An emphatic Damn nearly escapes your lips and you can feel the rhythm of their steps keeping time with your own. She coolly answers, It’s as good of a place as any. You’re dying to turn around and see who these people are but you can’t — one of them is bound to be staring at your swinging ponytail at this very moment. The boardwalk is too narrow and crowded to move to the side and you don’t want to risk losing them in the stream of people.

    [continue reading]

    Rebecca Meng lives in New Jersey. She can be found on Twitter and Tumblr.

    She has three pieces in Electric Cereal.



  3. If there is not a documentary about it, I don’t respect your performance art.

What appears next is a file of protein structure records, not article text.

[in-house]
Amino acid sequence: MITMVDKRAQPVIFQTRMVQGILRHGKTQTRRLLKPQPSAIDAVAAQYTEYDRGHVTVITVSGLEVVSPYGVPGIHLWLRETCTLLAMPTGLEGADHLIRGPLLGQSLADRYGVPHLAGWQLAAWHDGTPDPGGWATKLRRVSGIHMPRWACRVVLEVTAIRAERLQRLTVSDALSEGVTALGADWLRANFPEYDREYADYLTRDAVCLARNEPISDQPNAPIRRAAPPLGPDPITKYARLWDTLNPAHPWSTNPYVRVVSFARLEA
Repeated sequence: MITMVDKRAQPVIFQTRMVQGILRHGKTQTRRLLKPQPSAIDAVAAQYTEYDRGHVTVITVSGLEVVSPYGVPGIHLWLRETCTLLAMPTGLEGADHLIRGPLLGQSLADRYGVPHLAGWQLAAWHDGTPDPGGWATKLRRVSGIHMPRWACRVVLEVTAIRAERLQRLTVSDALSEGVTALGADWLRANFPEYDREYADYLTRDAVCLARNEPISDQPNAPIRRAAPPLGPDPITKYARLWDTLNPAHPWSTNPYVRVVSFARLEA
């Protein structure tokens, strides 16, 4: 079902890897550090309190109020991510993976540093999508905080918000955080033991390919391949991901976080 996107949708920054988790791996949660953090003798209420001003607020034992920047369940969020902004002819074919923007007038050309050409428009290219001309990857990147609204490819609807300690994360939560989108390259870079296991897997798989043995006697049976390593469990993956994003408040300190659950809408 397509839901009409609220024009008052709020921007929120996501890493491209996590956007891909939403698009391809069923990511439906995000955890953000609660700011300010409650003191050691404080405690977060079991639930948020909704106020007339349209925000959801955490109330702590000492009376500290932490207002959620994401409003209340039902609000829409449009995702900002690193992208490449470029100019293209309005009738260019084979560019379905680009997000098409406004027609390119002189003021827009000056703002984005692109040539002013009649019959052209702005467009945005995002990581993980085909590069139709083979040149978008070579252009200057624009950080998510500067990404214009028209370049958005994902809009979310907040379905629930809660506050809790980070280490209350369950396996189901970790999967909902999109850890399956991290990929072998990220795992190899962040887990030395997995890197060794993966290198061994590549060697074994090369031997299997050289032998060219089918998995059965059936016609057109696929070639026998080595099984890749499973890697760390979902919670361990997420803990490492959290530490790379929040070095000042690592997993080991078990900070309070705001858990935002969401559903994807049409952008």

4. beethoventhemovie:

    'selected unpublished blog posts of a mexican panda express employee' second edition going out of business 35 copies remaining under this roof crazy days of summer endless appetizer get these 35 books out of my room before christmas march madness whiter teeth in just one minute limited time only back to school father's day event sale:

    $15 for a signed book with customized* illustrations and notes

    $12 for a signed/otherwise undecorated book

    free shipping, US and international

    paypal themeganboyle@gmail.com

    if you want a book but don’t have a paypal account, email me for other options

    if you want a book but don’t have money, email me for other options

    thanks and god bless

    *meaning each book’s illustrations and notes will be made-to-order/pictures posted above are examples, not templates

    wow i ordered one of these last week. even more excited now.

    dont miss out people

    (via thegreatcratsby)

  5. theothimo:

    Its me

    i created a monster

    (Source: internetpoetry)


  6. internetentity: